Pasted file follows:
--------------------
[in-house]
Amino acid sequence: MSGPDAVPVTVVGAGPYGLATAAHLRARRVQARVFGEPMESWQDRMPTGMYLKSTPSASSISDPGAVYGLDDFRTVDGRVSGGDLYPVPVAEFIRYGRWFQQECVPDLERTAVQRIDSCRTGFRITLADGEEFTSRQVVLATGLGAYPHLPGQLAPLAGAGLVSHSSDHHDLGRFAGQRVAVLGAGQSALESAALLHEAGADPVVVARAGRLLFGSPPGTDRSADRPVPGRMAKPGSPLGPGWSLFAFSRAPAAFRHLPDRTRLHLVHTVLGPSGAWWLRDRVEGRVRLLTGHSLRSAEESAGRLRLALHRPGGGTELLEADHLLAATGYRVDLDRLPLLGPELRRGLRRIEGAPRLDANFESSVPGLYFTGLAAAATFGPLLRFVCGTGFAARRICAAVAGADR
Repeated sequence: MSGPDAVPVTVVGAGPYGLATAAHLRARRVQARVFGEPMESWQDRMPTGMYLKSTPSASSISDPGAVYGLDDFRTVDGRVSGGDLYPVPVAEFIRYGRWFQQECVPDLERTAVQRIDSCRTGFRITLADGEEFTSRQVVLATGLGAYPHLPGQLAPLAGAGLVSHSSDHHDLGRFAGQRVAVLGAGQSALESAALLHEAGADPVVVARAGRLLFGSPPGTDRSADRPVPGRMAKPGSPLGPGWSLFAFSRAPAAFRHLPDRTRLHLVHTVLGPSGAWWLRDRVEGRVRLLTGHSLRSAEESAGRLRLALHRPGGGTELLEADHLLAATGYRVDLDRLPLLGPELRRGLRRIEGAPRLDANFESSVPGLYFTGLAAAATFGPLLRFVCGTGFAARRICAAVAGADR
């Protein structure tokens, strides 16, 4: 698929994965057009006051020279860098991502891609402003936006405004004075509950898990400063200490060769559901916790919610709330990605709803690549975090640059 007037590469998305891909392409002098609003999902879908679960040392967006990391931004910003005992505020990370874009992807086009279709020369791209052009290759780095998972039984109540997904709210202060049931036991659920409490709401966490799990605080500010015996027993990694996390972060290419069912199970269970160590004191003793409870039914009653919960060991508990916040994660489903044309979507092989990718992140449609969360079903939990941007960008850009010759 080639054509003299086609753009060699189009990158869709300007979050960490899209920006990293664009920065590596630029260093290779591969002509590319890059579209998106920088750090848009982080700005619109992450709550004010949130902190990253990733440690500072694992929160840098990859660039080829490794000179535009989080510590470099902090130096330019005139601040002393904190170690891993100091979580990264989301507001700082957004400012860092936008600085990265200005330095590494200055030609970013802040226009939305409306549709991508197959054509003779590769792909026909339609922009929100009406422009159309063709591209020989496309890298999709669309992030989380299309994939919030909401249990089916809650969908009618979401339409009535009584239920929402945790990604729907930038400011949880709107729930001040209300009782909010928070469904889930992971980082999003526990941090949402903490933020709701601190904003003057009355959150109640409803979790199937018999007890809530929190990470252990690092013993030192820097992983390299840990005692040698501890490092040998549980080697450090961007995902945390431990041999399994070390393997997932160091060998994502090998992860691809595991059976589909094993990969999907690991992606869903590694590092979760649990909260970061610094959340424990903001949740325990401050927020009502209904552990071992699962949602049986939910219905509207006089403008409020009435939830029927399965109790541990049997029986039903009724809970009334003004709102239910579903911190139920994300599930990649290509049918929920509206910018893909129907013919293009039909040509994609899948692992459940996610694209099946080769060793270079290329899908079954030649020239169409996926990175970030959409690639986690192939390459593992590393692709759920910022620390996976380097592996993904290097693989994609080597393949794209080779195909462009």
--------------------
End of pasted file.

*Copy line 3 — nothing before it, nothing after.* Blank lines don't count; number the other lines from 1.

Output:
Repeated sequence: MSGPDAVPVTVVGAGPYGLATAAHLRARRVQARVFGEPMESWQDRMPTGMYLKSTPSASSISDPGAVYGLDDFRTVDGRVSGGDLYPVPVAEFIRYGRWFQQECVPDLERTAVQRIDSCRTGFRITLADGEEFTSRQVVLATGLGAYPHLPGQLAPLAGAGLVSHSSDHHDLGRFAGQRVAVLGAGQSALESAALLHEAGADPVVVARAGRLLFGSPPGTDRSADRPVPGRMAKPGSPLGPGWSLFAFSRAPAAFRHLPDRTRLHLVHTVLGPSGAWWLRDRVEGRVRLLTGHSLRSAEESAGRLRLALHRPGGGTELLEADHLLAATGYRVDLDRLPLLGPELRRGLRRIEGAPRLDANFESSVPGLYFTGLAAAATFGPLLRFVCGTGFAARRICAAVAGADR